I understand that you chose not to continue school after age 16, but created your own path to success. Do you think getting a university diploma is necessary to become a successful person? I am a university student and sometimes I wonder whether I would do better without it. What are your thoughts?
I believe I have some great and even innovative ideas for new businesses, but face the difficulty of turning an idea into something real. What advice would you give me to overcome this step?
Felipe Herriges, Brazil
Education is a wonderful thing. I am fortunate that at this stage of my career, I have the opportunity to learn about many new subjects, ranging from the impact of climate change to the possibility of colonizing Mars.
I am also lucky in that I meet so many interesting people and have the opportunity to exchange ideas with them—everyone from former leaders such as Kofi Annan, Nelson Mandela and Mary Robinson to scientist and environmentalist James Lovelock to Burt Rutan, the engineer leading our Virgin Galactic project.
Indeed, since Virgin’s projects and industries are so varied and our foundation Virgin Unite challenges us to try to solve some of our generation’s biggest problems, my job provides me with an experience I often compare to an extended university course. I’m enjoying every minute of the journey.
But when I was young, school wasn’t easy. I was not a great student, partly because of my dyslexia (which was not diagnosed until later) and partly because of my restless nature. I found it hard to concentrate in class and spent much of my time in school dreaming up and setting up new businesses.
The first few businesses I created—including one focused on growing Christmas trees—did not succeed, but those experiences did give me a taste for business and a knowledge of the all-important art of delegation.
By the time I was 16, I was ready to leave school, but my father, Edward Branson, was reluctant to approve my decision. One weekend he came to visit my boarding school and tried to persuade me to continue my studies. He hoped I’d become a lawyer like him. I reluctantly agreed; he drove home to explain “our” decision to my mother, Eve.
She was not happy! She told him to make the long drive back immediately, to reassure me that it was OK to leave. He did, and I left school that summer. I never once looked back, first setting up Student magazine and, a few years later, the Virgin record stores. My father sometimes jokes that the second return trip was the “best drive of his life”.
However, my story is a very personal one; my strategy will not work for everyone. A diploma can be very useful, since it shows that you have gained the skills and other building blocks required to start your career. But obtaining a diploma is only a first step, and in no way guarantees success. You’ll need a great work ethic and determination to make it—both in business and life. You also need your fair share of good luck.
I would advise tackling your studies with a positive attitude—try to enjoy your time at university. Try a few new things while you are there, and maybe even start a business, if this is where your interests lie.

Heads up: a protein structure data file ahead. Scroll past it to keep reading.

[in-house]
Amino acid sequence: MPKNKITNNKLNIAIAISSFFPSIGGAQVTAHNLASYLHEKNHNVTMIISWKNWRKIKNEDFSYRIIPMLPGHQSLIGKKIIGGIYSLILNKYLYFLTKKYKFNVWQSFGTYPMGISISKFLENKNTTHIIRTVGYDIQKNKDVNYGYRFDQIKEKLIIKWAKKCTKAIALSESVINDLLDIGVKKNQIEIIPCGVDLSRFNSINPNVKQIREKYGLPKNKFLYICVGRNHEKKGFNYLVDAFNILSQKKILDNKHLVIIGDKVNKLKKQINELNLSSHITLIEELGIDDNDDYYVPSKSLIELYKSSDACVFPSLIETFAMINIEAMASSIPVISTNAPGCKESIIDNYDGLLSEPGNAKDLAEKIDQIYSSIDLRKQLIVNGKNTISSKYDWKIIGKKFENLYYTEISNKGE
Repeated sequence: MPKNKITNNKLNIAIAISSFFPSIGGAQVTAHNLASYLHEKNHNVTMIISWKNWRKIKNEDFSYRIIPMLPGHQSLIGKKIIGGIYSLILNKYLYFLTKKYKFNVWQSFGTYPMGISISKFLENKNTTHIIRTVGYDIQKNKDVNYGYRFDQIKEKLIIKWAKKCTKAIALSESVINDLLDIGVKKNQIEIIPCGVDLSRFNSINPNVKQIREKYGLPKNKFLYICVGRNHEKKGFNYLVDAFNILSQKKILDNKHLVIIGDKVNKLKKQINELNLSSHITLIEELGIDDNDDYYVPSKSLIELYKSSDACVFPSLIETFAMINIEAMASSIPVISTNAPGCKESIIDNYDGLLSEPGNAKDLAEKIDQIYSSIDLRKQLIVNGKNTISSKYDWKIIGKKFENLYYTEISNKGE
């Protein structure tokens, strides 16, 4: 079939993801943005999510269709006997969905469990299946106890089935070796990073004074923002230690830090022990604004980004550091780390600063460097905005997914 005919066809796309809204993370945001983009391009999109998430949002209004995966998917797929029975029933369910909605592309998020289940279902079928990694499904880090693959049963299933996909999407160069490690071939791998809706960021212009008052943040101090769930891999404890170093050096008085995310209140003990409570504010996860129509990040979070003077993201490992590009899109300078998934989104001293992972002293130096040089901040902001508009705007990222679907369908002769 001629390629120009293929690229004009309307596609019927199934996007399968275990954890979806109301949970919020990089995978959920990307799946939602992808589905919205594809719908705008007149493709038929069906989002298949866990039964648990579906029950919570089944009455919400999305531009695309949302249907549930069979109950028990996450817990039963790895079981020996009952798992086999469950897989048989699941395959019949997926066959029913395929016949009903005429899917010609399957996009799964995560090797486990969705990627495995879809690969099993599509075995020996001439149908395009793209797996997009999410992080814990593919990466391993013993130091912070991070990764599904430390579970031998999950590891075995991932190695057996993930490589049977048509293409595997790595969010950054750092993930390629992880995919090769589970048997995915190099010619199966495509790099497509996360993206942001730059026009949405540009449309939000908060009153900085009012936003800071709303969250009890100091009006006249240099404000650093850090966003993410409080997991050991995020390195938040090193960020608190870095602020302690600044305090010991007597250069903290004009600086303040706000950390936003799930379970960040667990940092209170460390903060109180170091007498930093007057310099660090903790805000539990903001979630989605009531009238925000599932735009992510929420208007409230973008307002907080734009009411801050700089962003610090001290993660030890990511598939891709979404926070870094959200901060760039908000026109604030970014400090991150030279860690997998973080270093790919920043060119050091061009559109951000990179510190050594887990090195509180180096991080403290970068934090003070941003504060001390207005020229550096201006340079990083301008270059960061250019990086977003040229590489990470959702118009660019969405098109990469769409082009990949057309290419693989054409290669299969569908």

In Johannesburg, we have set up the Branson School of Entrepreneurship to help foster budding entrepreneurs and their fledgling companies. Most of our students are young men and women, determined to study hard and build their businesses. One of the most important things we impart to them is the importance of enjoying your work.
This is one of the enduring lessons of my career. I have always tried to have fun in all ventures and adventures, as I feel this is the best way to go through life. So when you’re setting up your first business, make sure both the business and entrepreneurship itself are things that you enjoy.
When you reach the launch stage, don’t be afraid to make that first leap.
Most entrepreneurs’ first ventures fail—I know, because mine did—but the lessons you learn from failure are invaluable and will help you with your next attempts. You have to be very determined and accept that the early stages of launching any business are mostly about just surviving.
Turning an idea into reality is a key step that all entrepreneurs have to master. Try to see your ideas through your customers’ eyes—it’ll help you determine which ideas have a chance of succeeding.
The high-speed service offered by Virgin Trains’ West Coast line in the UK is a classic example.
When we were bidding for our franchise in 1996, we saw that rail passengers were fed up with our future competitors, since their trains were slow, crowded and uncomfortable. They wanted faster trains, airline-style seats, entertainment services and good food. We designed our train service to fit this bill and introduced modern trains—recently with wireless Internet access.
There were some delays, mostly caused by a need to upgrade the tracks for our tilting trains, but I’m proud to say that our record has greatly improved and our passenger numbers are growing quickly.
Good luck, Felipe! If you complete your education, throw everything into your studies and remember, whether you’re working for a company or setting up your own business, to work hard, persevere and smile, you will be on the road to success.
BY NYT SYNDICATE
Richard Branson is the founder of the Virgin Group and companies such as Virgin Atlantic, Virgin America, Virgin Mobile and Virgin Active. He maintains a blog at www.virgin.com/richard-branson/blog. You can follow him on Twitter at http://twitter.com/richardbranson